This issue of the Journal, just over a year into my term as Editor-in-Chief, contains a landmark publication, not one that I or any other Editor or Editor-in-Chief would relish: it’s a Notice of Retraction , the first in Anaesthesia’s long history – though not, alas, the first in an anaesthetic journal. But more of that later.
Ask most of our readers what they understand by ‘ethics’ in the context of research and I’d imagine that almost all would talk about ethical approval of studies, informed consent and the general conduct of studies, perhaps expanding into the differences (real or imaginary ) between audit and research and the barriers to conducting studies of any type in today’s hard-pressed health service. These issues are important and, some would say, fundamental to the conduct of research, and in that regard, we’ve come a long way since the early voices (key amongst them Henry K. Beecher – an anaesthesiologist, as it happens, ) raised concerns about the apparent disregard for such principles despite their enshrinement in the Nuremberg Code of 1947. This Journal, like all other reputable ones, demands adherence to these basic principles as a prerequisite for all material submitted to it .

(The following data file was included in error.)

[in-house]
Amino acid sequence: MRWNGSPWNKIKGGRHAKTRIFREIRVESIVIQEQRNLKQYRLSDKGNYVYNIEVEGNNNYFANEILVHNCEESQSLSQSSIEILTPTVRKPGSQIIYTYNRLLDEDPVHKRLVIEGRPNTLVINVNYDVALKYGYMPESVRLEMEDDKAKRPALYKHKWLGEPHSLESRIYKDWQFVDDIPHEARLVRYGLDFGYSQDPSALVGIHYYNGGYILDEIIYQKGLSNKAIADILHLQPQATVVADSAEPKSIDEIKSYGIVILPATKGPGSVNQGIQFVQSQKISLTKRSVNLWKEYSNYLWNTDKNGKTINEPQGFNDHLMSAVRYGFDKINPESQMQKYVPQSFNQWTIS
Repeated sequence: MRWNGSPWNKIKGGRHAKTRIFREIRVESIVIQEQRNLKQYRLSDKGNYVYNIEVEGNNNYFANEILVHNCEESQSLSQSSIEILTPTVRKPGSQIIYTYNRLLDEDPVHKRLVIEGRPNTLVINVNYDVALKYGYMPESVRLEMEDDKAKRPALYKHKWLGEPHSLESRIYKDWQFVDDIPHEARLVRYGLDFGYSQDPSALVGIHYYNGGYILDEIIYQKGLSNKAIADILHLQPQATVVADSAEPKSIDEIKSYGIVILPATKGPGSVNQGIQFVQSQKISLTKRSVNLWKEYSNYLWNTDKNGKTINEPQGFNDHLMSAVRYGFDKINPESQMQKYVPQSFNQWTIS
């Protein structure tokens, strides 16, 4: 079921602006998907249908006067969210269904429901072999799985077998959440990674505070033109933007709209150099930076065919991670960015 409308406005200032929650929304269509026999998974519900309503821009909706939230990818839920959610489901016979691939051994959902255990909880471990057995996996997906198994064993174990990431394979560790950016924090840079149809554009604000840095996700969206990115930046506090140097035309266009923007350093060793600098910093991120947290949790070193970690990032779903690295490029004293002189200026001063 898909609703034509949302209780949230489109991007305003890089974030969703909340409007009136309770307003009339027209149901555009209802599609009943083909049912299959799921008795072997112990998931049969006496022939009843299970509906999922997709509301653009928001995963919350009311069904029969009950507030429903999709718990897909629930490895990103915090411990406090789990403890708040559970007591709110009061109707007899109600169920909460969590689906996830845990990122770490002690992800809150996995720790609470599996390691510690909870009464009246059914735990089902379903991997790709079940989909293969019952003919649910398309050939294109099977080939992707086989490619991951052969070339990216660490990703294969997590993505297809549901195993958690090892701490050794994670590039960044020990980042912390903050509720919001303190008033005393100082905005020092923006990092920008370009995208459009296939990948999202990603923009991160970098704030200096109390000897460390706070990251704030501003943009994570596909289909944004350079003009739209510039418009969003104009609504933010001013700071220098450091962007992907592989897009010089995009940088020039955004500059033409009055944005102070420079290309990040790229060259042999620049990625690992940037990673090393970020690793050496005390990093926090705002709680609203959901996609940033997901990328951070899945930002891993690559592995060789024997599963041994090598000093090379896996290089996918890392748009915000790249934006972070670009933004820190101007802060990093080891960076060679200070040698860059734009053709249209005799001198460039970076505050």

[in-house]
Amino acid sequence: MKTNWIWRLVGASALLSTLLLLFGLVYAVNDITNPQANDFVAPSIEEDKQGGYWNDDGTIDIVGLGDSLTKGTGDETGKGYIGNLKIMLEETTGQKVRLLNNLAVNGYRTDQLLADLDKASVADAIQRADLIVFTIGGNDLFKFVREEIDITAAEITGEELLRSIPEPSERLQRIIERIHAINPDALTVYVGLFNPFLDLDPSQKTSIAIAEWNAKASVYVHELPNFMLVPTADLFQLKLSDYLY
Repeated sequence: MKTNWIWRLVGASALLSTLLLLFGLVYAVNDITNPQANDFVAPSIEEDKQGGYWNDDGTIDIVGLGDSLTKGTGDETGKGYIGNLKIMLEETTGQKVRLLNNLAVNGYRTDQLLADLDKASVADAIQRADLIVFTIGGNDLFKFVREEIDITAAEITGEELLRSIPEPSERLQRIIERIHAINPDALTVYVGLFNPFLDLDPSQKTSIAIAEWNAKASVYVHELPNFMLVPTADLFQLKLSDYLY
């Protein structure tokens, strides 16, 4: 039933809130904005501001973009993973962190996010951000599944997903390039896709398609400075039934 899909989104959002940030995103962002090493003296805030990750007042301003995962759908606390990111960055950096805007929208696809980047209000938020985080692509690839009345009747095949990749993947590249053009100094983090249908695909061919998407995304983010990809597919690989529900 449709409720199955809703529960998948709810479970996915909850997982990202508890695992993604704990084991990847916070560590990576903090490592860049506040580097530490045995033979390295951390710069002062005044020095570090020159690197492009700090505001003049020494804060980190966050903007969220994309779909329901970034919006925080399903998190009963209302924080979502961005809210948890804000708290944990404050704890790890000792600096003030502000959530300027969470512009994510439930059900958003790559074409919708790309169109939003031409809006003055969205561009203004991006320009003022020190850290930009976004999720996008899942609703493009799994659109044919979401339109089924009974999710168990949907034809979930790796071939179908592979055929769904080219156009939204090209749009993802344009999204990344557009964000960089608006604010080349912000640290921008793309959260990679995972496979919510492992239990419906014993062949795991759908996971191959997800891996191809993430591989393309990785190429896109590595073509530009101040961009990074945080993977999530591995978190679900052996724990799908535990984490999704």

However, there is another kind of ethics apart from ‘research ethics’, although they overlap to a degree, that is more often in the forefront of editors’ minds than researchers’. This is ‘publication ethics’, the principles by which authors (and editors and publishers too, for they are not immune from the potential for bad behaviour) are obliged to act to promote and maintain the integrity of the scientific record. Like research ethics, the standards and principles of publication ethics have evolved largely in response to deviations from what could be considered acceptable behaviour. In the UK, a small group of medical journal editors met in 1997 to discuss how they should react to cases of apparent misconduct on the part of authors, following four cases encountered by the then Editor of Gut . This led to the formation of the Committee on Publication Ethics (COPE), a body that now – through the membership of publishers and publishing groups en masse, as well as individual journals – has over 6200 members and is truly international (and not only medical) in the makeup of both its membership and its Council.